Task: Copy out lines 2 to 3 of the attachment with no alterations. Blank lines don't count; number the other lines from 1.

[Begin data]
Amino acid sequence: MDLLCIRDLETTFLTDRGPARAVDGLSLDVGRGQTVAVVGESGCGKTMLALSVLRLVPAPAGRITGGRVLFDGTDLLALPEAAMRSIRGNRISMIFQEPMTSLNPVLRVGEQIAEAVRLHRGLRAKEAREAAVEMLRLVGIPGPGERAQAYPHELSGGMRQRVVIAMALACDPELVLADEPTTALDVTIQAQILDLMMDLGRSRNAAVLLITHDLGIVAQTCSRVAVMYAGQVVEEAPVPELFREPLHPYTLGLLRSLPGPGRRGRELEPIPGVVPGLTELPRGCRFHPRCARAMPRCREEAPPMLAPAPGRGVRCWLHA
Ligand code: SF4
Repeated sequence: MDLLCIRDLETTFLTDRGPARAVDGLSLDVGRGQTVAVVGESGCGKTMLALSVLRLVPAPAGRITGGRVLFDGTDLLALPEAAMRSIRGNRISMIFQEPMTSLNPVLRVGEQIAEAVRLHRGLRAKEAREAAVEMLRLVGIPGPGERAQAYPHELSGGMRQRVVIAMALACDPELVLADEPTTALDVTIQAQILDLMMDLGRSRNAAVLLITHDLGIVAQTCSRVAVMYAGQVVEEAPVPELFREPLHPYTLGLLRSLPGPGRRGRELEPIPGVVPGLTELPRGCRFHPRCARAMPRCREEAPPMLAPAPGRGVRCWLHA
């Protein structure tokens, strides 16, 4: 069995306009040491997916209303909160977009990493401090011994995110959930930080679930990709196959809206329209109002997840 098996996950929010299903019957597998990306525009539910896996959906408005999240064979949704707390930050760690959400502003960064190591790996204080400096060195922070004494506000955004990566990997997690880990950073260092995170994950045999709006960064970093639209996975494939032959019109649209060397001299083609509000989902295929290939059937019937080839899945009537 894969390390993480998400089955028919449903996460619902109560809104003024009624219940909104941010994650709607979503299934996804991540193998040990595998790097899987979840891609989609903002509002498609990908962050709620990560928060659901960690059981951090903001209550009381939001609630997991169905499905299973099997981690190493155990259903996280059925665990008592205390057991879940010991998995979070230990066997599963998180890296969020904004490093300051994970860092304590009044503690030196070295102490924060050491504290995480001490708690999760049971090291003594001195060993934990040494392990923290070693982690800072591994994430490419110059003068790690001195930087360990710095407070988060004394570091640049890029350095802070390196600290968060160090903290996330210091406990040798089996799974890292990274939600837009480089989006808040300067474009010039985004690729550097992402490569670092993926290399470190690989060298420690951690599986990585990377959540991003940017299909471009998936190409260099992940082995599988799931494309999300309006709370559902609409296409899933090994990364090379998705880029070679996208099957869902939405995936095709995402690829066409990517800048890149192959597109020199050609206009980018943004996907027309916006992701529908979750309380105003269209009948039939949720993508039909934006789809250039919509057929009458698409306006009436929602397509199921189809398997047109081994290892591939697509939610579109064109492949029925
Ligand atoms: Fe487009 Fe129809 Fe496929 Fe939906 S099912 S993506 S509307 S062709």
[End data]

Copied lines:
Ligand code: SF4
Repeated sequence: MDLLCIRDLETTFLTDRGPARAVDGLSLDVGRGQTVAVVGESGCGKTMLALSVLRLVPAPAGRITGGRVLFDGTDLLALPEAAMRSIRGNRISMIFQEPMTSLNPVLRVGEQIAEAVRLHRGLRAKEAREAAVEMLRLVGIPGPGERAQAYPHELSGGMRQRVVIAMALACDPELVLADEPTTALDVTIQAQILDLMMDLGRSRNAAVLLITHDLGIVAQTCSRVAVMYAGQVVEEAPVPELFREPLHPYTLGLLRSLPGPGRRGRELEPIPGVVPGLTELPRGCRFHPRCARAMPRCREEAPPMLAPAPGRGVRCWLHA